On Friday, January 20, RISE San Diego will kick off our 2017 Inclusive Leadership Breakfast Series with a special celebration of Dr. Martin Luther King, Jr., civil rights, and women leadership.
In additional to the unsung, past women of the Civil Rights Movement we are honoring that day – Daisy Bates, Amelia Boynton, Septima Clark, Fannie Lou Hamer, Dorothy Height, Yuri Kochiyama, Diane Nash, and Jo Ann Robinson – the community will decide on the present-day women of the Civil Rights Movement we will honor. More information on how to nominate a local woman will be available soon.
More than ever, it’s urgent San Diegans come together. Our county’s election results suggest we’re closer than other American regions. But there are more steps we can take with intentionality to increase the quality and depth of relationships among San Diego’s diverse people. I believe we get there through a determined focus on inclusion. So, I offer San Diego a resolution to commit to learn and practice inclusive leadership. The capacity for inclusive leadership is not just in some of us, it is within all of us.
Inclusion waltzes well beyond diversity. It’s likely a vast supermajority of San Diegans conceptually embrace diversity. Unfortunately, the diversity concept has simply become a celebration of perhaps Black History or International Women’s Month; Cesar Chavez or Harvey Milk Day; donating to or volunteering with a charitable organization for the elderly, disabled, refugees or otherwise marginalized; or, going to that cultural event or diversity training. Diversity has become a numbers game; inclusion is about quality – the beautiful choreography of relationships.
San Diego – When politicians and industry fought over Barrio Logan zoning in 2014, Dwayne Crenshaw and Tony Young noticed a key group was pushed aside: the residents themselves.
We were “talking over coffee about what was happening in our city at the time,” RISE San Diego CEO Crenshaw said. “What we found was that there were powerful interests — whether you were for them or against them — on both sides that were really having the debate about what should be happening in the community at that time.”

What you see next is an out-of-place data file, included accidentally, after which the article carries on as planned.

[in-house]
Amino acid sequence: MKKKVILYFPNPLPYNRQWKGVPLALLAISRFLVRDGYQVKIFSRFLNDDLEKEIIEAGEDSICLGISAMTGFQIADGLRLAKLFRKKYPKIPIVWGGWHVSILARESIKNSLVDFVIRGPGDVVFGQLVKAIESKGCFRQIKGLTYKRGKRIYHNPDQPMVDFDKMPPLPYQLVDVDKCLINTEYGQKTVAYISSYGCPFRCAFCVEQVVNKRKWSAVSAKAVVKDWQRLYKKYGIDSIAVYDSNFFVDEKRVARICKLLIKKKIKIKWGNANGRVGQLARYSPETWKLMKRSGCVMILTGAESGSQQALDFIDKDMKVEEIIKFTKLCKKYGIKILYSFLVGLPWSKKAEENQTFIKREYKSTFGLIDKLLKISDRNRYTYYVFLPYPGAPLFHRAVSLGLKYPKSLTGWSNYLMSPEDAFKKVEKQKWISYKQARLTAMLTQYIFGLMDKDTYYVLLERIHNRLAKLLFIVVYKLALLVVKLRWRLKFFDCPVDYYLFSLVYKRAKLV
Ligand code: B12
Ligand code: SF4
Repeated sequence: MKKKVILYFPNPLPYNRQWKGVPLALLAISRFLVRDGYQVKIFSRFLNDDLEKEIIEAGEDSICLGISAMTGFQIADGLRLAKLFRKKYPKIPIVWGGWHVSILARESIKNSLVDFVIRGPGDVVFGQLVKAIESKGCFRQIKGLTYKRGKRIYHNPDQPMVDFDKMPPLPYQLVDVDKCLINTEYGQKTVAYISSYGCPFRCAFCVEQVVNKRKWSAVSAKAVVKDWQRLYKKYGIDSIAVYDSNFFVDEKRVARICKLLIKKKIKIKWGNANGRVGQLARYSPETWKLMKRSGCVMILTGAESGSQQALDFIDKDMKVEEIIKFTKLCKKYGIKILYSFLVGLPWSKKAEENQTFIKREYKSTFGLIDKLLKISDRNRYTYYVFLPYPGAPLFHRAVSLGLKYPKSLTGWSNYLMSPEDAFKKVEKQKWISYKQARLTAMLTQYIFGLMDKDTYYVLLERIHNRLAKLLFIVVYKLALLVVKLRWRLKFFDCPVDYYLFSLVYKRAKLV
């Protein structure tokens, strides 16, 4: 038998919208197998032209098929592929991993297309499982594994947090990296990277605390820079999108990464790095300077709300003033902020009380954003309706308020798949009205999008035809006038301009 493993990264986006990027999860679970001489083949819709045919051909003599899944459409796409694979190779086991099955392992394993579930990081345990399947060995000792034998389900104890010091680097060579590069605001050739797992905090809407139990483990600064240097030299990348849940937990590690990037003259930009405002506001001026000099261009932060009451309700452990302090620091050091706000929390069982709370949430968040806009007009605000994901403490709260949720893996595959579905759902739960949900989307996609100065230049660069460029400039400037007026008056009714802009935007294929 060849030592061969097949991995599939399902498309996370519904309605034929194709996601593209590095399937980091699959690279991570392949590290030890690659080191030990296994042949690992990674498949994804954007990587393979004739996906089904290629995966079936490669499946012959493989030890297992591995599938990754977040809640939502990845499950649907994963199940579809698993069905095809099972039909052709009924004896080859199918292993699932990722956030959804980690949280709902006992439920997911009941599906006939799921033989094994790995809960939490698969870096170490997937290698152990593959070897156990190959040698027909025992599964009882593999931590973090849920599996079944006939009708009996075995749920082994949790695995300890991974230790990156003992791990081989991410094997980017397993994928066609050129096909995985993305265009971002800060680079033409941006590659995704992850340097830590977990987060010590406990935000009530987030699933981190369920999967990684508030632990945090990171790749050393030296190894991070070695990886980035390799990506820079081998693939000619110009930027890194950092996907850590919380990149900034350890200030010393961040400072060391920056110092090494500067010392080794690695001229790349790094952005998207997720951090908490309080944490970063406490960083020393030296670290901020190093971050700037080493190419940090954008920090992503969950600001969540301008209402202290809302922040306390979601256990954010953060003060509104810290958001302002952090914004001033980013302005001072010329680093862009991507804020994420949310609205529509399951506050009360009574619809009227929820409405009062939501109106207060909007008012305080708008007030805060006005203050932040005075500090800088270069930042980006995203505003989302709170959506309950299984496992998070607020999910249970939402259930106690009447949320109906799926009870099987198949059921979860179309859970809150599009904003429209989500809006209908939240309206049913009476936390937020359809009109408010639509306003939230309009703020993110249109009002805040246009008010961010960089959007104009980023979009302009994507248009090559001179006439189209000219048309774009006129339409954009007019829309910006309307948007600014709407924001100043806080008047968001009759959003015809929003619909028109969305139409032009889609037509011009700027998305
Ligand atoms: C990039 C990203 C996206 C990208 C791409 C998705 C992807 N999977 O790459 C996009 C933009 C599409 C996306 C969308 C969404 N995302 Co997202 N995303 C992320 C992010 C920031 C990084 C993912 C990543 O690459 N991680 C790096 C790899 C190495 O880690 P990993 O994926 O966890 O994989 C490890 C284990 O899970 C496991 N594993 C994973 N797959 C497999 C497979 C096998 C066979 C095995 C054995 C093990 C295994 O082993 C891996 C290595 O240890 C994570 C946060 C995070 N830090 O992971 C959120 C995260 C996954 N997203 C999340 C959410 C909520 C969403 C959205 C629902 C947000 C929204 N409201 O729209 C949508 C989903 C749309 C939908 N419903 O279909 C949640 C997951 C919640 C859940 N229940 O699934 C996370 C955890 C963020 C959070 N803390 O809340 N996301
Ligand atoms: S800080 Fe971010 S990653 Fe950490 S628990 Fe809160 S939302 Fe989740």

RISE SAN DIEGO STATEMENT ON FERGUSON Issued by Co-Founders Tony Young and Dwayne Crenshaw
The no indictment decision in the shooting death of Michael Brown has stirred great emotion and diverse reactions over the past two days. Beyond denouncing violence and destruction, we don’t presuppose how anyone should respond, think or feel during these challenging times. However, from listening to the community dialogue around our recent October 17th RISE Urban Breakfast Club “Post Ferguson San Diego Dialogue,” we do believe our community should proactively respond and move forward in two ways where we heard consensus emerge:
Embrace and ensure timely implementation of efforts to equip with body cameras all law enforcement personnel, throughout San Diego County, that work in our neighborhoods, provide security for our transportation system and patrol the Port of San Diego and our border region.
Intentionally create opportunities for honest and civil dialogue around police –community relations and the civil rights issues of our day with an eye toward building understanding and consensus.
RISE is dedicated to fostering urban leadership and civic engagement. We call for peaceful dialogue and deliberate, sustained action to address the negative underlying issues that can cause urban despair and violence.
SAN DIEGO — A panel of experts said Friday that San Diego needs more leaders to emerge from its poor, more ethnically diverse neighborhoods for the city to avoid the kind of social unrest afflicting Ferguson, Mo., in recent weeks.
None of the experts said riots and protests were imminent, but they stressed that San Diego needs new leaders to help bridge the city’s sharp divisions in ethnicity and wealth.
Their comments came during a large breakfast gathering in southeast San Diego that was the first event sponsored by RISE San Diego, a nonprofit launched recently by former City Councilman Tony Young and co-founded by former City Council candidate Dwayne Crenshaw to help develop “urban leaders.”
People with potential to fill that role often struggle with an “us versus them” mentality, frustration that no one listens to them, and the more convenient option of developing their leadership skills in a gang, the experts said.